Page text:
Single-Payment Car Title Loans Can Lead to Long-Term Debt

By Doug Matus

In recent years, it seems like payday and title loan offices have sprung up on every street corner. Emblazoned with glaring signs that advertise “fast cash” and “no credit check,” these businesses can appear like a lifesaver for someone who needs to pay an immediate bill. Unfortunately, the single-payment loans these establishments offer encourage a cycle of indebtedness, and can worsen already tenuous financial situations.

If you ever feel tempted by a single-payment car title loan, make sure you understand the associated risks. A simple review of how title loans work will reveal that for many people, these quick fixes only lead to long-term debt.

How Single-Payment Car Title Loans Work

Single-payment car title loans are a variety of high-interest, short-term loans often sought by consumers who need emergency funds. The title of the borrower’s vehicle becomes collateral against the loan.

Unlike installment loans, single-payment loans require full repayment at the end of the loan’s term. Most of these loans come due after 30 days, though some have a turnaround in as little as two weeks. If the loan is not completely repaid, then additional fees and interest accumulate. If the borrower misses payments, the lender can seize the collateral — in this case, the borrower’s vehicle.

High Costs, Small Payout

To understand how title loans work for the benefit of lenders, consider this: a 2016 study from the Consumer Financial Protection Bureau (CFPB) revealed that 20 percent of car-title loan borrowers lose their vehicles as a result of missed payments.

The high-cost, small-payout reality of these loans often gets missed by borrowers, who simply need a fast solution to financial difficulties. A look at interest rates and fees make the predatory nature of these loans readily apparent, however.

“The main reason borrowers end up stuck with a huge debt after taking out such a loan is that the interest rates are extremely high,” says Jordan Perch, an automotive industry expert. “According to statistics from the CFPB, the average annual interest rate is 300%.”

Outsized Costs

In addition to exorbitant interest rates, car title loans often charge an excess of fees and late payment penalties. The aforementioned report from the CFPB found that consumers pay $8 billion in annual fees to single-payment loan providers. Fees associated with car title loans apprise nearly half that amount. When an asset as valuable as a vehicle becomes collateral for a $700 to $1000 loan, it’s not difficult to see how the costs outweigh the benefits.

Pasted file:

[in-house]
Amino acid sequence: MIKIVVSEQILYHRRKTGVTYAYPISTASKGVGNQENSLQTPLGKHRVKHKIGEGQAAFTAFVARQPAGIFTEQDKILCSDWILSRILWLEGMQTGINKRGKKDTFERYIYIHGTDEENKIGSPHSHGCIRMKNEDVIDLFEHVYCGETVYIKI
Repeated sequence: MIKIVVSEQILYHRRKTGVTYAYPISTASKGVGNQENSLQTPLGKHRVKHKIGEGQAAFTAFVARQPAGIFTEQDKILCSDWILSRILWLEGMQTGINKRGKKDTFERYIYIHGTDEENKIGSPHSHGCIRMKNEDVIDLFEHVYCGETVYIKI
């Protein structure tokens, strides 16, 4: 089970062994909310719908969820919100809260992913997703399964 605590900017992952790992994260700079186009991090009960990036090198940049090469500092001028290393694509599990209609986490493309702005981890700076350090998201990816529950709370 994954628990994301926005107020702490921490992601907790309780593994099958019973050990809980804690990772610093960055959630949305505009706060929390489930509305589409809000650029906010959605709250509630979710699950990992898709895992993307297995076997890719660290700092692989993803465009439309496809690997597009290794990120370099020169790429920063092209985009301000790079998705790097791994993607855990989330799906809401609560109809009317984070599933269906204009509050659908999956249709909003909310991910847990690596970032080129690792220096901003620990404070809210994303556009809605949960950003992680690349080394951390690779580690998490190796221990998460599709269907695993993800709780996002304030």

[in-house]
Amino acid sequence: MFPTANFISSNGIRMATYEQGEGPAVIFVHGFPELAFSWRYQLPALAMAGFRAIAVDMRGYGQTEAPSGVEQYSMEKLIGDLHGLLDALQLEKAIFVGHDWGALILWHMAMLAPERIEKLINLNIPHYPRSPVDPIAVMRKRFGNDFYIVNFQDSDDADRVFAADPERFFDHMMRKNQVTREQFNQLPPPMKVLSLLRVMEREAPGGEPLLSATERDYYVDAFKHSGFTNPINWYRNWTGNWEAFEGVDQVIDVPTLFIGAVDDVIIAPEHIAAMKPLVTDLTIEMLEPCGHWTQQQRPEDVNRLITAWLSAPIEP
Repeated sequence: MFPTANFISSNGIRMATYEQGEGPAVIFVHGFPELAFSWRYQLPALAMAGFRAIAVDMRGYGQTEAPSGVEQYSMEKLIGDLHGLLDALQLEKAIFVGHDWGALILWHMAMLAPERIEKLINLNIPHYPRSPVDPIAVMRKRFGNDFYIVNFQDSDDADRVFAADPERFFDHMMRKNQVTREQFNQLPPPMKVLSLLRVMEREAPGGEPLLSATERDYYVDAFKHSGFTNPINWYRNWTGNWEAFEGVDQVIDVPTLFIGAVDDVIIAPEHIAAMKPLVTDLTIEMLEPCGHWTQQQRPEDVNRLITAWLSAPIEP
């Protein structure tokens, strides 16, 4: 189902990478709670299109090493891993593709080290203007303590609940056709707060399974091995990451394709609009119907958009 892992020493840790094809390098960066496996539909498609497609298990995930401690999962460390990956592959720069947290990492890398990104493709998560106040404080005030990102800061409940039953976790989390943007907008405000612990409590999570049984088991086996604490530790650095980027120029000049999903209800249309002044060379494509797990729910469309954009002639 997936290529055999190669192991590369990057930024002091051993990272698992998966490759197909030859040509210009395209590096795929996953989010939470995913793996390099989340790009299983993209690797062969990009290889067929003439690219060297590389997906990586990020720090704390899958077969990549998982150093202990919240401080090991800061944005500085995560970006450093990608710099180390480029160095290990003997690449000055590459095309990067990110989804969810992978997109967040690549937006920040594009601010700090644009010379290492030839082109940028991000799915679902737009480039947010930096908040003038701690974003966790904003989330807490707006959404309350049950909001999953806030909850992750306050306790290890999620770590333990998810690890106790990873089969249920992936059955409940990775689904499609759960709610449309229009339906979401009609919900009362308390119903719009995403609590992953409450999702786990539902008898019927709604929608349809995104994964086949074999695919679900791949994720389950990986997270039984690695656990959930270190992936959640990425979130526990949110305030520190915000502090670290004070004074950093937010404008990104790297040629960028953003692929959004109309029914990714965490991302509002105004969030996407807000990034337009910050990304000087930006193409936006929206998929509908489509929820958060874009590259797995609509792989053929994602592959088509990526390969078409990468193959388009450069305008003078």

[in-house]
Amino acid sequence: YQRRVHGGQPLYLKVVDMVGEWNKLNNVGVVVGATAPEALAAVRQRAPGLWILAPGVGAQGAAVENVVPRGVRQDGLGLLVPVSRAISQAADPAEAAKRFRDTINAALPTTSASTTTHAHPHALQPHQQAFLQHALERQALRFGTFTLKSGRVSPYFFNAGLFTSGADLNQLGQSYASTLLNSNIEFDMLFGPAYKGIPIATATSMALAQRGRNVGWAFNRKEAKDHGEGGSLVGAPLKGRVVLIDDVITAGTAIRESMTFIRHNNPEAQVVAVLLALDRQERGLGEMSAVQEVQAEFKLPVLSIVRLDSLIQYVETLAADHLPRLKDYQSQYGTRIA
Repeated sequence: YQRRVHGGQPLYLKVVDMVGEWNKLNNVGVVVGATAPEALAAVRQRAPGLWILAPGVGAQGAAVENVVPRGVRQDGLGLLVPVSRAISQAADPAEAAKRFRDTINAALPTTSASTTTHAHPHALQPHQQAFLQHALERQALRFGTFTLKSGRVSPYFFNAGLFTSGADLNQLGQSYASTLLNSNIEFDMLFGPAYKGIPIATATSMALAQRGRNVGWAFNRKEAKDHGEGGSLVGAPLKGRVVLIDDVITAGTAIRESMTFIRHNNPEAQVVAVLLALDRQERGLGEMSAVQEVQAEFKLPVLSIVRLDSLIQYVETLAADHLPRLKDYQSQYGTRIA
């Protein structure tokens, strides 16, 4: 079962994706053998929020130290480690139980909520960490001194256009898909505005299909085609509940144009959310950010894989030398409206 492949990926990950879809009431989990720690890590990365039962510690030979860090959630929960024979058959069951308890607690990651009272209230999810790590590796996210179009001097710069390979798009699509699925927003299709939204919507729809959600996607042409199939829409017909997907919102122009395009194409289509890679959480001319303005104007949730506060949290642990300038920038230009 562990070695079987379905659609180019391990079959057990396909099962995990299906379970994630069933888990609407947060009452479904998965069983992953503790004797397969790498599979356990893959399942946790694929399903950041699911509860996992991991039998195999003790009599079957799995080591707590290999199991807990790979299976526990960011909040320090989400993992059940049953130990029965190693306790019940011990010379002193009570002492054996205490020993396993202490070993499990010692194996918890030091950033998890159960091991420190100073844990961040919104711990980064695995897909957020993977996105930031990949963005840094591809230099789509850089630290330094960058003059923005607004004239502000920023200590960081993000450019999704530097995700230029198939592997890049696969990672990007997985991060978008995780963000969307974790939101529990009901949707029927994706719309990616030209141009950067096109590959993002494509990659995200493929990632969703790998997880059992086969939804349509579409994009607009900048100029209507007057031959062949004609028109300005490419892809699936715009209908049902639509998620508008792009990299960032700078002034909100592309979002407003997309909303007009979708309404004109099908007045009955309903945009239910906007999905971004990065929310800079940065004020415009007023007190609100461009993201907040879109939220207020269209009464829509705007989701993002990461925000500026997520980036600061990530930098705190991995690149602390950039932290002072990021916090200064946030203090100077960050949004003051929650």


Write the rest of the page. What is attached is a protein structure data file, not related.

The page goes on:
A vehicle is often one of — if not the — largest asset owned by many single-payment loan borrowers. Not only this, but the car is a necessity to make it to work and earn income. The seizure of a vehicle can thus devastate the working-class individuals these loans target. In summary of the impact of car title loans on borrowers, Liana Molina, director of community engagement for the California Reinvestment Coalition, has some choice words:

“Car thieves actually do less harm,” says Molina. “They at least don’t take half your paycheck before they steal your vehicle.”

Cycle of Debt

The consequences of single-payment loans encourage a cycle of debt among borrowers. When a borrower cannot fulfill the payment at the end of a loan’s term, the threat of vehicle seizure comes into play. To avoid this, many borrowers take out further loans. What began as a short-term need to solve a problem becomes a long-term debt, as fees accumulate against the original amount owed.

This habit of loan renewal and indebtedness pays huge dividends to lenders.

“This practice of renewing loans, which is harmful for consumers, is where the industry reaps a majority of its profits,” says Molina. “The Consumer Financial Protection Bureau found that two-thirds of the industry’s business is based on people who take out six or more of these loans.”

Though marketed as cash infusions for those in need, single-payment car title loans are typically quite the opposite. The next time you find yourself in need of some cash, consider all other options: borrow from friends and family, tap into savings, or pursue a small, traditional loan from a reputable lender.

About the Author

Doug Matus is a freelance writer who frequently contributes to the Self blog.

Written on July 26, 2016

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